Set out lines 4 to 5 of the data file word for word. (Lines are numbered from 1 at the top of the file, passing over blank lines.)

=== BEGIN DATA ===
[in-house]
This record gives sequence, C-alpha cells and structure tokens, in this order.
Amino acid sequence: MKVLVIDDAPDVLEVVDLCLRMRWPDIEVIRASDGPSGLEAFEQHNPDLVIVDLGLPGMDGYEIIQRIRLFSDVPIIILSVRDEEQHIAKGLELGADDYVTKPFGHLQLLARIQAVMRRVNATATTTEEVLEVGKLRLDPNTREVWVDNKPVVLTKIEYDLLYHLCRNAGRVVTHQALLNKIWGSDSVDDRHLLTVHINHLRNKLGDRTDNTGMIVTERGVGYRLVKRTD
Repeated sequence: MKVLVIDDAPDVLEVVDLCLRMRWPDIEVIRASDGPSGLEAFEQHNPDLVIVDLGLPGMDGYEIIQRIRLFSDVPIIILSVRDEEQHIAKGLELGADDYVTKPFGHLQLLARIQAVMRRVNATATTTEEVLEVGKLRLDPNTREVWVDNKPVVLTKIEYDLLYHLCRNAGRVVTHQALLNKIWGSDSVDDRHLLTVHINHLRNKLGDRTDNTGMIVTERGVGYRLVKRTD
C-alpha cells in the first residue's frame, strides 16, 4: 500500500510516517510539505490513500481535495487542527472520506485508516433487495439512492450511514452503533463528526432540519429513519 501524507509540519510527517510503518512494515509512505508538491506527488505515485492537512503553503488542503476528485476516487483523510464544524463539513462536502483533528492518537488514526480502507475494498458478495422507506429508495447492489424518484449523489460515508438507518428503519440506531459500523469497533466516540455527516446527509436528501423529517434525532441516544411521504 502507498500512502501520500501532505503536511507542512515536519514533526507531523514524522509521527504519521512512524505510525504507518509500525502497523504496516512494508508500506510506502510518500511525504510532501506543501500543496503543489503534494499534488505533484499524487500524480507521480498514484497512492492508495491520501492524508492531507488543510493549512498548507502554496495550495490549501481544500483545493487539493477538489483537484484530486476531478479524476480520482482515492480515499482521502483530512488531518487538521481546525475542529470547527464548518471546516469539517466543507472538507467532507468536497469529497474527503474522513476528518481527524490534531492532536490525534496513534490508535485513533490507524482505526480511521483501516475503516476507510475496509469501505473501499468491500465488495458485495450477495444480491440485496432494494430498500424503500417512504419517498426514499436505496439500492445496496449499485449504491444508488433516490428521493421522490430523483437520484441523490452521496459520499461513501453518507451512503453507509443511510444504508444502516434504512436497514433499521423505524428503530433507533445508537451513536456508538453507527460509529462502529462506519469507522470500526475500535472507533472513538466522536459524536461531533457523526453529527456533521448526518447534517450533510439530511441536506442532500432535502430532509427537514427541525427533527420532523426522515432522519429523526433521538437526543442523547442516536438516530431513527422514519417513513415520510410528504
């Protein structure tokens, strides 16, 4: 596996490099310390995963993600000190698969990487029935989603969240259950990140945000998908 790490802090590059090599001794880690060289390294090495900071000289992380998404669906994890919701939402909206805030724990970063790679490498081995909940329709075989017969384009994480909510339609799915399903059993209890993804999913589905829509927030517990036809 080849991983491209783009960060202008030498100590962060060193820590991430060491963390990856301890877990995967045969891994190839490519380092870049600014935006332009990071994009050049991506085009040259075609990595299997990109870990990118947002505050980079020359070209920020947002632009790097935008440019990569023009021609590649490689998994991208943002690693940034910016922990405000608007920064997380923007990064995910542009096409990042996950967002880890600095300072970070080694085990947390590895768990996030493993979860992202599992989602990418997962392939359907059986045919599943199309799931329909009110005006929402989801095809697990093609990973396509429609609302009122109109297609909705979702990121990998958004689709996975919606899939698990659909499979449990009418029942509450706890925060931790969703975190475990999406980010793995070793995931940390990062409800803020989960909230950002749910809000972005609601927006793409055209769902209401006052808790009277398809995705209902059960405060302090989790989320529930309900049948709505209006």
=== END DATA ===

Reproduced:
Repeated sequence: MKVLVIDDAPDVLEVVDLCLRMRWPDIEVIRASDGPSGLEAFEQHNPDLVIVDLGLPGMDGYEIIQRIRLFSDVPIIILSVRDEEQHIAKGLELGADDYVTKPFGHLQLLARIQAVMRRVNATATTTEEVLEVGKLRLDPNTREVWVDNKPVVLTKIEYDLLYHLCRNAGRVVTHQALLNKIWGSDSVDDRHLLTVHINHLRNKLGDRTDNTGMIVTERGVGYRLVKRTD
C-alpha cells in the first residue's frame, strides 16, 4: 500500500510516517510539505490513500481535495487542527472520506485508516433487495439512492450511514452503533463528526432540519429513519 501524507509540519510527517510503518512494515509512505508538491506527488505515485492537512503553503488542503476528485476516487483523510464544524463539513462536502483533528492518537488514526480502507475494498458478495422507506429508495447492489424518484449523489460515508438507518428503519440506531459500523469497533466516540455527516446527509436528501423529517434525532441516544411521504 502507498500512502501520500501532505503536511507542512515536519514533526507531523514524522509521527504519521512512524505510525504507518509500525502497523504496516512494508508500506510506502510518500511525504510532501506543501500543496503543489503534494499534488505533484499524487500524480507521480498514484497512492492508495491520501492524508492531507488543510493549512498548507502554496495550495490549501481544500483545493487539493477538489483537484484530486476531478479524476480520482482515492480515499482521502483530512488531518487538521481546525475542529470547527464548518471546516469539517466543507472538507467532507468536497469529497474527503474522513476528518481527524490534531492532536490525534496513534490508535485513533490507524482505526480511521483501516475503516476507510475496509469501505473501499468491500465488495458485495450477495444480491440485496432494494430498500424503500417512504419517498426514499436505496439500492445496496449499485449504491444508488433516490428521493421522490430523483437520484441523490452521496459520499461513501453518507451512503453507509443511510444504508444502516434504512436497514433499521423505524428503530433507533445508537451513536456508538453507527460509529462502529462506519469507522470500526475500535472507533472513538466522536459524536461531533457523526453529527456533521448526518447534517450533510439530511441536506442532500432535502430532509427537514427541525427533527420532523426522515432522519429523526433521538437526543442523547442516536438516530431513527422514519417513513415520510410528504